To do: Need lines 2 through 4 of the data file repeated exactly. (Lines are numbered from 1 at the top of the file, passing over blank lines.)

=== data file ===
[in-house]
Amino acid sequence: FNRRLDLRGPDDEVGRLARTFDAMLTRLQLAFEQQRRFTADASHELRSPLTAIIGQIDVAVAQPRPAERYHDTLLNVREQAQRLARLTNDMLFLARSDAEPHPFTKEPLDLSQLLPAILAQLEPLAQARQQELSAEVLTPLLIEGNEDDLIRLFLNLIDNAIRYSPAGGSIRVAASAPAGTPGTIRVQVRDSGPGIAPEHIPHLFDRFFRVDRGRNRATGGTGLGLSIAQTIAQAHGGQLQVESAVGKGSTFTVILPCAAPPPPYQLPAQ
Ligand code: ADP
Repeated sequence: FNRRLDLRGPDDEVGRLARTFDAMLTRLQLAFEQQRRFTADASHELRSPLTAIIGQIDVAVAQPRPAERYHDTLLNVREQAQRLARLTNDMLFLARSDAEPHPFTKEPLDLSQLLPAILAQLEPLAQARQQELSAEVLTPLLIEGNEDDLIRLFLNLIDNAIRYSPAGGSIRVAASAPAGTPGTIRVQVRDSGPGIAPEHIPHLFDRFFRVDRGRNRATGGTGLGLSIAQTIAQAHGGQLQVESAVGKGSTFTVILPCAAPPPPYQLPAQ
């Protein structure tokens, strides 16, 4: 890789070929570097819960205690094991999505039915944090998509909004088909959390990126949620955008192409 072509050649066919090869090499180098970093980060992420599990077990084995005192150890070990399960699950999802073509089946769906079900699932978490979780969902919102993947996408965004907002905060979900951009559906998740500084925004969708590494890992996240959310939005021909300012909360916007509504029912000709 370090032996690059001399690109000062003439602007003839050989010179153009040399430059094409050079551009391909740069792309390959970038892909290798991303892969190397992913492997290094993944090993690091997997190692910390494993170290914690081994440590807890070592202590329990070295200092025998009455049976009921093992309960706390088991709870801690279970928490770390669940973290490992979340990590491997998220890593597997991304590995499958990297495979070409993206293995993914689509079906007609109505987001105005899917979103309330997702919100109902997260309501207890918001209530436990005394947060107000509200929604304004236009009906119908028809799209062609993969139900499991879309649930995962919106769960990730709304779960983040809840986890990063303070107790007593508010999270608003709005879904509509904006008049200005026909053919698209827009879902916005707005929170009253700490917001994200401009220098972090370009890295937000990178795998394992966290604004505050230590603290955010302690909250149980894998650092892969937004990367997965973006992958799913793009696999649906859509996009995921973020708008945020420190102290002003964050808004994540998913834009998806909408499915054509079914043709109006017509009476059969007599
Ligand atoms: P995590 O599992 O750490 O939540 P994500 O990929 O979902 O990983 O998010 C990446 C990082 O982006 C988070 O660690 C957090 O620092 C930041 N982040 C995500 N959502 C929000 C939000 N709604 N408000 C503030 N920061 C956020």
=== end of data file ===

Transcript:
Amino acid sequence: FNRRLDLRGPDDEVGRLARTFDAMLTRLQLAFEQQRRFTADASHELRSPLTAIIGQIDVAVAQPRPAERYHDTLLNVREQAQRLARLTNDMLFLARSDAEPHPFTKEPLDLSQLLPAILAQLEPLAQARQQELSAEVLTPLLIEGNEDDLIRLFLNLIDNAIRYSPAGGSIRVAASAPAGTPGTIRVQVRDSGPGIAPEHIPHLFDRFFRVDRGRNRATGGTGLGLSIAQTIAQAHGGQLQVESAVGKGSTFTVILPCAAPPPPYQLPAQ
Ligand code: ADP
Repeated sequence: FNRRLDLRGPDDEVGRLARTFDAMLTRLQLAFEQQRRFTADASHELRSPLTAIIGQIDVAVAQPRPAERYHDTLLNVREQAQRLARLTNDMLFLARSDAEPHPFTKEPLDLSQLLPAILAQLEPLAQARQQELSAEVLTPLLIEGNEDDLIRLFLNLIDNAIRYSPAGGSIRVAASAPAGTPGTIRVQVRDSGPGIAPEHIPHLFDRFFRVDRGRNRATGGTGLGLSIAQTIAQAHGGQLQVESAVGKGSTFTVILPCAAPPPPYQLPAQ